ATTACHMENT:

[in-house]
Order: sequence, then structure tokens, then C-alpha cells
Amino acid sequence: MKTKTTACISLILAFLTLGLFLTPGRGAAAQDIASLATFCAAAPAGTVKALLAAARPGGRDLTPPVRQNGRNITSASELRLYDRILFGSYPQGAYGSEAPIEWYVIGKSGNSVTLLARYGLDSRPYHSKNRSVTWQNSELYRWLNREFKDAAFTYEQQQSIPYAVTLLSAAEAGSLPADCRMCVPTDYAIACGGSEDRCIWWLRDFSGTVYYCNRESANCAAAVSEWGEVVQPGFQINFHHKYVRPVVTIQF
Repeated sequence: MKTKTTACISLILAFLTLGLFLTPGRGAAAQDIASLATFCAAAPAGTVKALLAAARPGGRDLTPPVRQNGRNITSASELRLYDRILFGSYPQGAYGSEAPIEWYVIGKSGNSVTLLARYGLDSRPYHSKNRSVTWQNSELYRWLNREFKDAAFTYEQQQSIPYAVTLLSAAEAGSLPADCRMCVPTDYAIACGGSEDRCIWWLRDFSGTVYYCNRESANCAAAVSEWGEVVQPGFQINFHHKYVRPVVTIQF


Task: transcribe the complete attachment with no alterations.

[in-house]
Order: sequence, then structure tokens, then C-alpha cells
Amino acid sequence: MKTKTTACISLILAFLTLGLFLTPGRGAAAQDIASLATFCAAAPAGTVKALLAAARPGGRDLTPPVRQNGRNITSASELRLYDRILFGSYPQGAYGSEAPIEWYVIGKSGNSVTLLARYGLDSRPYHSKNRSVTWQNSELYRWLNREFKDAAFTYEQQQSIPYAVTLLSAAEAGSLPADCRMCVPTDYAIACGGSEDRCIWWLRDFSGTVYYCNRESANCAAAVSEWGEVVQPGFQINFHHKYVRPVVTIQF
Repeated sequence: MKTKTTACISLILAFLTLGLFLTPGRGAAAQDIASLATFCAAAPAGTVKALLAAARPGGRDLTPPVRQNGRNITSASELRLYDRILFGSYPQGAYGSEAPIEWYVIGKSGNSVTLLARYGLDSRPYHSKNRSVTWQNSELYRWLNREFKDAAFTYEQQQSIPYAVTLLSAAEAGSLPADCRMCVPTDYAIACGGSEDRCIWWLRDFSGTVYYCNRESANCAAAVSEWGEVVQPGFQINFHHKYVRPVVTIQF